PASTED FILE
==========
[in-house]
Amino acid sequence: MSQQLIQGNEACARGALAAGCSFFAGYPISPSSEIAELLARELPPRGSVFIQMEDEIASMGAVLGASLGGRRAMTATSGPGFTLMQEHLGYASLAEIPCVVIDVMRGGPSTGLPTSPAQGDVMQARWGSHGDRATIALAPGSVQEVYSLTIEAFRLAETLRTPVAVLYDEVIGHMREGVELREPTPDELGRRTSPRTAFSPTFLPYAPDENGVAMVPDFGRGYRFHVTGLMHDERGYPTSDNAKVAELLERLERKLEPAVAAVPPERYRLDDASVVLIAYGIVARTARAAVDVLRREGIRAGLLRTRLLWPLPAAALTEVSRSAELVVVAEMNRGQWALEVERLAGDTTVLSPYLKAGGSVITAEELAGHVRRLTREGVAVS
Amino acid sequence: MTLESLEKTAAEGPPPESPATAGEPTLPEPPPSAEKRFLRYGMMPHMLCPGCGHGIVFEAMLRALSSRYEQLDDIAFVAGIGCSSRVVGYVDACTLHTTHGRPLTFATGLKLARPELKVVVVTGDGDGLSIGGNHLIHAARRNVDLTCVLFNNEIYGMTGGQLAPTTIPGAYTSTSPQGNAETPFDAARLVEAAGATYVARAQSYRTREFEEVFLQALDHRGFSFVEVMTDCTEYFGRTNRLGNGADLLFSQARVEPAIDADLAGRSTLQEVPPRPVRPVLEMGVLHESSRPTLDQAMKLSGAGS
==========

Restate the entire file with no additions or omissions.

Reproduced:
[in-house]
Amino acid sequence: MSQQLIQGNEACARGALAAGCSFFAGYPISPSSEIAELLARELPPRGSVFIQMEDEIASMGAVLGASLGGRRAMTATSGPGFTLMQEHLGYASLAEIPCVVIDVMRGGPSTGLPTSPAQGDVMQARWGSHGDRATIALAPGSVQEVYSLTIEAFRLAETLRTPVAVLYDEVIGHMREGVELREPTPDELGRRTSPRTAFSPTFLPYAPDENGVAMVPDFGRGYRFHVTGLMHDERGYPTSDNAKVAELLERLERKLEPAVAAVPPERYRLDDASVVLIAYGIVARTARAAVDVLRREGIRAGLLRTRLLWPLPAAALTEVSRSAELVVVAEMNRGQWALEVERLAGDTTVLSPYLKAGGSVITAEELAGHVRRLTREGVAVS
Amino acid sequence: MTLESLEKTAAEGPPPESPATAGEPTLPEPPPSAEKRFLRYGMMPHMLCPGCGHGIVFEAMLRALSSRYEQLDDIAFVAGIGCSSRVVGYVDACTLHTTHGRPLTFATGLKLARPELKVVVVTGDGDGLSIGGNHLIHAARRNVDLTCVLFNNEIYGMTGGQLAPTTIPGAYTSTSPQGNAETPFDAARLVEAAGATYVARAQSYRTREFEEVFLQALDHRGFSFVEVMTDCTEYFGRTNRLGNGADLLFSQARVEPAIDADLAGRSTLQEVPPRPVRPVLEMGVLHESSRPTLDQAMKLSGAGS